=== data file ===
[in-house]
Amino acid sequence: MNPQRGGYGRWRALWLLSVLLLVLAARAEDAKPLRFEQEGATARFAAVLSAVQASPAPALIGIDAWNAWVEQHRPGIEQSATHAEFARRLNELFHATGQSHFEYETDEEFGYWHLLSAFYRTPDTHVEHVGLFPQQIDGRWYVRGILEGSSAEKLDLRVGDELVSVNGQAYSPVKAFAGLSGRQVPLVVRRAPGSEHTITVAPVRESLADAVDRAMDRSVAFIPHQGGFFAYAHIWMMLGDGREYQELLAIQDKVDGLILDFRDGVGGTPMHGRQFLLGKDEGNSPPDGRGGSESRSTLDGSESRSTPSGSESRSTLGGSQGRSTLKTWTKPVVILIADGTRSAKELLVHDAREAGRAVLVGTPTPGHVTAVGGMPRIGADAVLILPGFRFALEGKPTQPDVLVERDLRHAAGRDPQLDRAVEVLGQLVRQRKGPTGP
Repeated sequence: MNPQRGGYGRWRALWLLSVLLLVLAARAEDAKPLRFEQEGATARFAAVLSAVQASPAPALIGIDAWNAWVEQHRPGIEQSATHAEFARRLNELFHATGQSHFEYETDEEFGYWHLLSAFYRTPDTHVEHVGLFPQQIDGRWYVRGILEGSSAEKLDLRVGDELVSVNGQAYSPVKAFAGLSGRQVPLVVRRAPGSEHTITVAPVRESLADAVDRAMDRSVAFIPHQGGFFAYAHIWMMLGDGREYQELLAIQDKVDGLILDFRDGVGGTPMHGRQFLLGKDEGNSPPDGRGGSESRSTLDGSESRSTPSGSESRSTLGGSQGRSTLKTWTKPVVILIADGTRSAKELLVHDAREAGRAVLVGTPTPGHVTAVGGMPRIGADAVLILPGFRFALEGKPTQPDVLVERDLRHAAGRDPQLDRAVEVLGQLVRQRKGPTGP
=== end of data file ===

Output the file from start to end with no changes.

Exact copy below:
[in-house]
Amino acid sequence: MNPQRGGYGRWRALWLLSVLLLVLAARAEDAKPLRFEQEGATARFAAVLSAVQASPAPALIGIDAWNAWVEQHRPGIEQSATHAEFARRLNELFHATGQSHFEYETDEEFGYWHLLSAFYRTPDTHVEHVGLFPQQIDGRWYVRGILEGSSAEKLDLRVGDELVSVNGQAYSPVKAFAGLSGRQVPLVVRRAPGSEHTITVAPVRESLADAVDRAMDRSVAFIPHQGGFFAYAHIWMMLGDGREYQELLAIQDKVDGLILDFRDGVGGTPMHGRQFLLGKDEGNSPPDGRGGSESRSTLDGSESRSTPSGSESRSTLGGSQGRSTLKTWTKPVVILIADGTRSAKELLVHDAREAGRAVLVGTPTPGHVTAVGGMPRIGADAVLILPGFRFALEGKPTQPDVLVERDLRHAAGRDPQLDRAVEVLGQLVRQRKGPTGP
Repeated sequence: MNPQRGGYGRWRALWLLSVLLLVLAARAEDAKPLRFEQEGATARFAAVLSAVQASPAPALIGIDAWNAWVEQHRPGIEQSATHAEFARRLNELFHATGQSHFEYETDEEFGYWHLLSAFYRTPDTHVEHVGLFPQQIDGRWYVRGILEGSSAEKLDLRVGDELVSVNGQAYSPVKAFAGLSGRQVPLVVRRAPGSEHTITVAPVRESLADAVDRAMDRSVAFIPHQGGFFAYAHIWMMLGDGREYQELLAIQDKVDGLILDFRDGVGGTPMHGRQFLLGKDEGNSPPDGRGGSESRSTLDGSESRSTPSGSESRSTLGGSQGRSTLKTWTKPVVILIADGTRSAKELLVHDAREAGRAVLVGTPTPGHVTAVGGMPRIGADAVLILPGFRFALEGKPTQPDVLVERDLRHAAGRDPQLDRAVEVLGQLVRQRKGPTGP